Do you sometimes get a twitch in your lower abdominal area right after sneezing? Sometimes it’s two or three twitches – a split second after a big sneeze.

A big, uninhibited sneeze can make your whole body jerk.

That’s perfectly normal and is due to the force of the sneeze. This is why, if you’re holding a glass of water at the time you let out a sneeze, the water will slosh around, possibly spill out.

However, while your whole body moves, or a split second after, you then feel a twitch somewhere in your lower stomach.

It’s the same kind of twitch that you’ve probably felt in your eyelid, or perhaps some other part of your body such as the calves or the front or back of a leg.

The “sneeze twitch” lasts just a second or, if it repeats, then several seconds.

Then it’s gone.

When a Sneeze Causes an Abdominal Muscle Twitch

Doctors call a muscle twitch a fasciculation.

“Fasciculation can be caused by something affecting the lower motor neuron — the nerve running from the spine to the relevant muscle,” says Dr. David Beatty, MD, a retired general practitioner with 30+ years of experience and an instructor of general medicine for 20 years.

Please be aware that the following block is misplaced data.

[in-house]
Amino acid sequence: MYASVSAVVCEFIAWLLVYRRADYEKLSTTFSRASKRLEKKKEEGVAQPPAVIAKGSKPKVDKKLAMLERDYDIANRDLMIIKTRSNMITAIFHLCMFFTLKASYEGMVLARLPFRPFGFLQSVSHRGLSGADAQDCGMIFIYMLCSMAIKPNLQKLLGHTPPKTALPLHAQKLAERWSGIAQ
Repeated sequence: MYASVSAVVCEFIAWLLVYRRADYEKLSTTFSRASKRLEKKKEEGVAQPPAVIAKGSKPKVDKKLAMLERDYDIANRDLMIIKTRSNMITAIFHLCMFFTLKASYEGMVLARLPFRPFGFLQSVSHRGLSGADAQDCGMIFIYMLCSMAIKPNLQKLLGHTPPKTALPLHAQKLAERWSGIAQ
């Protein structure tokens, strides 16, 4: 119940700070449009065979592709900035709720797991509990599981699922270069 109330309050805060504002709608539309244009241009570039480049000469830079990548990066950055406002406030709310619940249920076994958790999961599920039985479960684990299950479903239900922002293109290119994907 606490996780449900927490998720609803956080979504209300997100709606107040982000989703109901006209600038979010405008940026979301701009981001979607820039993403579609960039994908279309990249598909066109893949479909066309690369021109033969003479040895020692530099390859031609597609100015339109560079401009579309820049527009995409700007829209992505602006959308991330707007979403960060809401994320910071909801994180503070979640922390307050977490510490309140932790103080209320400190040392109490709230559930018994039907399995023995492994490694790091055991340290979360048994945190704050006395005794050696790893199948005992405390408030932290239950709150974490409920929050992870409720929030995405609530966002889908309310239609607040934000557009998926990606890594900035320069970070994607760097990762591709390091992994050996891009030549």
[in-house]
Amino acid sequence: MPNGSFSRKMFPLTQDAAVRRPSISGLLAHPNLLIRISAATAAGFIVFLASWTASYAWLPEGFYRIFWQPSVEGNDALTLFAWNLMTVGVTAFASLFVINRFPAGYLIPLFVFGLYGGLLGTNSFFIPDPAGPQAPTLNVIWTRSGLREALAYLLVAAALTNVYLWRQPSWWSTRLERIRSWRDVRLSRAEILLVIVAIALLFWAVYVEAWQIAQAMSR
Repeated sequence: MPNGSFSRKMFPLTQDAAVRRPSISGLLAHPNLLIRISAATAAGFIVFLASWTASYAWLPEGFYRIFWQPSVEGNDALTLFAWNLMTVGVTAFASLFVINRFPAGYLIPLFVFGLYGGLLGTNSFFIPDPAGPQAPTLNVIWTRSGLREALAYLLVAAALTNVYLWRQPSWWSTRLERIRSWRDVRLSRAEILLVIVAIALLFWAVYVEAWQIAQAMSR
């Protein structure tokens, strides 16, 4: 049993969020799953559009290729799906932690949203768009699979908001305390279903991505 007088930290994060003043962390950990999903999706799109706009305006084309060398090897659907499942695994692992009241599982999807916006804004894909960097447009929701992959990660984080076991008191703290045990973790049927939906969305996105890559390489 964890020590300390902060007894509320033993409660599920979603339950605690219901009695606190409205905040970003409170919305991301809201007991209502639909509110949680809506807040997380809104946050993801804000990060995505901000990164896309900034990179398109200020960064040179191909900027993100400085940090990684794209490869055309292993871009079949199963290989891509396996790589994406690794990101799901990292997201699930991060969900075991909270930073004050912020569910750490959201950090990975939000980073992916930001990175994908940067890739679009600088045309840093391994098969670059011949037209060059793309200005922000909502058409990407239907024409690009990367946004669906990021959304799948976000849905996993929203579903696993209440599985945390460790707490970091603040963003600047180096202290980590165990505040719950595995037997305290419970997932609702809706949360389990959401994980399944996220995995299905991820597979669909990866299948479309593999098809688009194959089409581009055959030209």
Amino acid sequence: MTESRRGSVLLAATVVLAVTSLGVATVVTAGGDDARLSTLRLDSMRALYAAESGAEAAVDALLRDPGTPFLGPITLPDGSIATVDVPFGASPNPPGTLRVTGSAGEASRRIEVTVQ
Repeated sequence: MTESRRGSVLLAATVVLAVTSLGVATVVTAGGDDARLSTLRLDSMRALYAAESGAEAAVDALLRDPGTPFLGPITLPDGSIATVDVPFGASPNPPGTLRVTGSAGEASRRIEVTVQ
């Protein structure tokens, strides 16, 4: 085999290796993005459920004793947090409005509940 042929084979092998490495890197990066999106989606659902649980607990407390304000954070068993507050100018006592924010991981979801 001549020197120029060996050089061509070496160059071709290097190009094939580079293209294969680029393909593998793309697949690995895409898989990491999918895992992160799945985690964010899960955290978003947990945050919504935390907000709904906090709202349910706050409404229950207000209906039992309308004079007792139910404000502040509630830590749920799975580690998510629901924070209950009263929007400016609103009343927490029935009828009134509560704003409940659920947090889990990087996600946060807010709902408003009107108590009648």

“It’s possible that the muscle spasm caused by sneezing irritates the lower motor neuron, causing a fasciculation.

“Alternatively, it might be because sneezing briefly raises the pressure of the fluid within the spinal cord.

“This might put pressure on the nerves exiting the spinal cord, causing the twitch.”

Your concern over either phenomena should be limited to curiosity. Nothing more.

Getting that brief, squirmy crawly feeling under your skin from a sneeze is absolutely nothing to be concerned about.

A giant sneeze jostles things up. It’s perfectly normal for a small area of muscle fiber to get buzzed from the force.

This scenario is not a sign of neurological disease.

Dr. Beatty has worked in primary medicine, surgery, accident and emergency, OBGYN, pediatrics and chronic disease management. He is the Doctor of Medicine for Strong Home Gym.
Lorra Garrick has been covering medical, fitness and cybersecurity topics for many years, having written thousands of articles for print magazines and websites, including as a ghostwriter. She’s also a former ACE-certified personal trainer.